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  28. TrademarkTer

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    This is true. I teach high school pre-calc/calc. If a kid asked me how to add two numbers, I wouldn't really have a great answer because in high school, you just do it. I can explain more complicated concepts, but the basics that are so obvious to me are harder to explain.
     
  29. TrademarkTer

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    This is true, but some people are determined to be elementary teachers whether or not there is a big demand for them. Some people may have wanted to teach elemantary school since they were young kids, and just because it is challenging for them to find such a job, doesn't mean they are going to give up on that particular dream.
     
    Last edited: Jul 21, 2018
  30. vickilyn

    vickilyn Magnifico

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    See description listed on the bottom of page one of this thread. Many teachers will have the undergraduate credits already in their transcripts, others may not. If you are wanting to teach something very different from your major, then you may need to find ways to add undergrad coursework to meet the requirements, but there are ways to acquire that coursework through testing for the credits. Virtually every state has a required teacher assessment that will need to be passed. In NJ it is the Praxis II, while Texas has their own state test.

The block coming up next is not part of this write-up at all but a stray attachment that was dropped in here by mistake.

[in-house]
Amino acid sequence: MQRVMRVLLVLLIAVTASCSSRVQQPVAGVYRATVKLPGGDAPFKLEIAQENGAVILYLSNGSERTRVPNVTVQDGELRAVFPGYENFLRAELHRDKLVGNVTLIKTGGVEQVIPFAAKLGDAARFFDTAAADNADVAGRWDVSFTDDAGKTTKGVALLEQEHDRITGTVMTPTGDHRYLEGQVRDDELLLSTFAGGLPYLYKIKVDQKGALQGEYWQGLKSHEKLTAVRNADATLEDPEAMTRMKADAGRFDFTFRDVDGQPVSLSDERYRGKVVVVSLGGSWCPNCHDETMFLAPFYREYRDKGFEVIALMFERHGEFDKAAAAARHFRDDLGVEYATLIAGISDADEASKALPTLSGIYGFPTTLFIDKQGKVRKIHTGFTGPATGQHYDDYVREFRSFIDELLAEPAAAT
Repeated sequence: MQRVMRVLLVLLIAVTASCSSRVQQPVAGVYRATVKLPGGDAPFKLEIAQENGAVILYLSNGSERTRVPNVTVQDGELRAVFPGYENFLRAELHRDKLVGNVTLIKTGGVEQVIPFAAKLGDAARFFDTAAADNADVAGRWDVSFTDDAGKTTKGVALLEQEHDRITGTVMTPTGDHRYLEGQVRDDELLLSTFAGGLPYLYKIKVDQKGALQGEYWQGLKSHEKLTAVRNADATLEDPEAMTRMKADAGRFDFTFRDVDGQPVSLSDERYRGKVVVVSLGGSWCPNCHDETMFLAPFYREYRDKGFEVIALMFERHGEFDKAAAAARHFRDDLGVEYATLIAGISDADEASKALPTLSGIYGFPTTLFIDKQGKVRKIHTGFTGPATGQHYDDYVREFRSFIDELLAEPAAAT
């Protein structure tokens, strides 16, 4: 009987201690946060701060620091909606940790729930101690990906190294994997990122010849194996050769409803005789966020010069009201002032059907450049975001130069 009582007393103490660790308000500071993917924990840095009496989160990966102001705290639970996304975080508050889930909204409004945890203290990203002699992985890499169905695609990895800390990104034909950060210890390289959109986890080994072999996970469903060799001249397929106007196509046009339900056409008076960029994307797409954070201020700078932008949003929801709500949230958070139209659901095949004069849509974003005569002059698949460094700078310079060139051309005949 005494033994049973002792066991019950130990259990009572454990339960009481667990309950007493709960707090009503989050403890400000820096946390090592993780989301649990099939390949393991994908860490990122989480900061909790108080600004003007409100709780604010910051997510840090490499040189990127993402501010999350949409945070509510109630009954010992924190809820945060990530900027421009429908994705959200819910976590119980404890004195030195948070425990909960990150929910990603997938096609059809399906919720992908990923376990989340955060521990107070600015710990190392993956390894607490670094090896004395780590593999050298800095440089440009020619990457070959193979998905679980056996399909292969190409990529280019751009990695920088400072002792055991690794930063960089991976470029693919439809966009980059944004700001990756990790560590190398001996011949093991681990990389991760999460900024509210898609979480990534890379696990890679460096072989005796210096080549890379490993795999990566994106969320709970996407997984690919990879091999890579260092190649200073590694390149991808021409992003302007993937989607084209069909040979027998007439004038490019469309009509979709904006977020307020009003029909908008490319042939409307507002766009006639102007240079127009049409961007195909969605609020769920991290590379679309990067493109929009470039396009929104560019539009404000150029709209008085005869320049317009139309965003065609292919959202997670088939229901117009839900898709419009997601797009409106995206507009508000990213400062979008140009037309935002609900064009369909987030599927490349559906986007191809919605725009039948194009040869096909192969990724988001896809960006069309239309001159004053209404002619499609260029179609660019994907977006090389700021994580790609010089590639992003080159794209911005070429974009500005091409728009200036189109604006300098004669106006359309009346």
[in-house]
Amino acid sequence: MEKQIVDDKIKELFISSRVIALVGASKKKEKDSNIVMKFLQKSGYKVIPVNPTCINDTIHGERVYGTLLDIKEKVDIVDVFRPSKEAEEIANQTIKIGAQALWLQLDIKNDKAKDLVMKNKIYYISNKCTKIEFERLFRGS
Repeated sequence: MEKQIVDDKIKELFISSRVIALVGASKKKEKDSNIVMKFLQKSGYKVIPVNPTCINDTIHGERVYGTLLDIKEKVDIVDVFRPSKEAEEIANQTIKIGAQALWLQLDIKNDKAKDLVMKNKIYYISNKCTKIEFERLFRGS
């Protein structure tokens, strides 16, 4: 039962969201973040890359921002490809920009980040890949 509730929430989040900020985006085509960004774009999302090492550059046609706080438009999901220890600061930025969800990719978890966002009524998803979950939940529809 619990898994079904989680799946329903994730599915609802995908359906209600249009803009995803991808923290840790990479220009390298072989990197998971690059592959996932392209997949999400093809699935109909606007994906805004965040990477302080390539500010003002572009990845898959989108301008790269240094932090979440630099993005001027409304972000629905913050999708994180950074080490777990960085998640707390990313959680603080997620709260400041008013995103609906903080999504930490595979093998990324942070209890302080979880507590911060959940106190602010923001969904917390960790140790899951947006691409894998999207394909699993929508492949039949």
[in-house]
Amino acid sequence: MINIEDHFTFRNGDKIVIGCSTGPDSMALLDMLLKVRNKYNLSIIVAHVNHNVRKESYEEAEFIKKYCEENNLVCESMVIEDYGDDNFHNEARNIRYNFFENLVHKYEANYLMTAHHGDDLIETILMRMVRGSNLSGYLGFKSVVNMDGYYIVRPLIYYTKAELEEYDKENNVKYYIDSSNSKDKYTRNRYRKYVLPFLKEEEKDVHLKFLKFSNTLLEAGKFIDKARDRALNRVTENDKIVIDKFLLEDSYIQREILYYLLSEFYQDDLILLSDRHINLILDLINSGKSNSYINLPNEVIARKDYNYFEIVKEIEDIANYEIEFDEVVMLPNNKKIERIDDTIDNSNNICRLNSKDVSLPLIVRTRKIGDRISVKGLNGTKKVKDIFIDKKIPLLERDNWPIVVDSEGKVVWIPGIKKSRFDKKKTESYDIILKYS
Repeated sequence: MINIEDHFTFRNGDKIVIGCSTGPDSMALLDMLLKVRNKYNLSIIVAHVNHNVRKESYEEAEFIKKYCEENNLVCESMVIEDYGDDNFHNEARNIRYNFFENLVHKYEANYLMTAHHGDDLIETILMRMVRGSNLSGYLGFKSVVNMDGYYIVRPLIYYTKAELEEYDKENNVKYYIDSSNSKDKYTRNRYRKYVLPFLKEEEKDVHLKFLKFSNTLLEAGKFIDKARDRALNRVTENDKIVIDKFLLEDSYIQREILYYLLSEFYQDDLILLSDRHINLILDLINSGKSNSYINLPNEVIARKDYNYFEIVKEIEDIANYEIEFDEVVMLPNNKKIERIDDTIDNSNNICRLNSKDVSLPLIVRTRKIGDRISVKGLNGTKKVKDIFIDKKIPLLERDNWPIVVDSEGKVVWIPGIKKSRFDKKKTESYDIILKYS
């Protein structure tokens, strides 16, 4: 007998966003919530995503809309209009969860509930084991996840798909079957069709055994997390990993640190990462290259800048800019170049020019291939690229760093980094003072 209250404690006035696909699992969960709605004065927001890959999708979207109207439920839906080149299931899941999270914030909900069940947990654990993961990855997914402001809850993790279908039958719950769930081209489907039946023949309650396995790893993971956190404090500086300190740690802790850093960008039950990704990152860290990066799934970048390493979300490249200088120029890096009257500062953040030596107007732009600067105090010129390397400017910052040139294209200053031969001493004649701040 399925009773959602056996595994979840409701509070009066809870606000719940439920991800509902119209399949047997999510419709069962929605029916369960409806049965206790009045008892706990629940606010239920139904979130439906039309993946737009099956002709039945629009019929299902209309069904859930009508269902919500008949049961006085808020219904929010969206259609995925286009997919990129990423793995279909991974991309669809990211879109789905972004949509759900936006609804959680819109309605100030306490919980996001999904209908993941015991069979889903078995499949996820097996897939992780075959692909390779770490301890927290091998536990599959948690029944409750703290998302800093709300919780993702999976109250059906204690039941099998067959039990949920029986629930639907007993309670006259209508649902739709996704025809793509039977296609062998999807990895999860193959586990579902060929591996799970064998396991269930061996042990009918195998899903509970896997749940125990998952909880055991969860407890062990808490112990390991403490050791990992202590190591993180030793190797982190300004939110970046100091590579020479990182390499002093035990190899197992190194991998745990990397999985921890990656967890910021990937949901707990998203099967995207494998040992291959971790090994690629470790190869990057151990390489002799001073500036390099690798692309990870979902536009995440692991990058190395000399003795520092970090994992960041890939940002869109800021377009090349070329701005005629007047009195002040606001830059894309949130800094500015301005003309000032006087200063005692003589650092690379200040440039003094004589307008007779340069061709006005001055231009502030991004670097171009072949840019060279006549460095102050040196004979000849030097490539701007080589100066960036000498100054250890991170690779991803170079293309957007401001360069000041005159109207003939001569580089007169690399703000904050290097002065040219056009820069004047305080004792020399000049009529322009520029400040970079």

31. pommom

    pommom Comrade

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    Again with you...
    I didnt say its easier to teach elementary, but the content is easier for TEACHERS. Reading Shakespeare and Odyssy in high school is not easy to comprehend, but an elementary text is.
    I am sticking with what i said about that being the primary reason why there are more elementary teachers regardless what you say. I have experince teaching elem, middle, and high, so i know from experience, and there is a huge difference in eagerness from them. My elementary teacher friends also tell me exactly that is the primary reason!
     
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  32. bella84

    bella84 Aficionado

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    I'm not trying to argue with you, despite what you may think. I'm just sharing my own perspective, which is based on my own experiences and happens to differ from yours. Yes, it does seem like you and I do not see eye-to-eye on many things, but there is no reason that we can't engage in respectful conversation, even with differing perspectives. You're welcome to your own opinions based on your own experiences. In this case, given our different experiences and others that I'm sure are out there, I would suggest that there probably is not one single reason that there are more applicants for elementary positions but, instead, a variety of reasons that combine to create such a situation.
     
  33. CDOR79

    CDOR79 Comrade

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    Thank you to everyone (especially Vicki!) for all of the info and support!

    Yes Pom, I’m fully certified to teach K-5 in NJ as of right now.

    As for the debate going on about elementary vs. secondary, I have no idea why there are more applicants for one more than the other. I can just speak for myself when I say I made my decision Bc I personally prefer to deal with YOUNGER students as oppose to older. That’s what guided my decision years ago to major in elementary ed. I would say there’s probably a little of ALL of the factors that all of the posters are mentioning that play a role.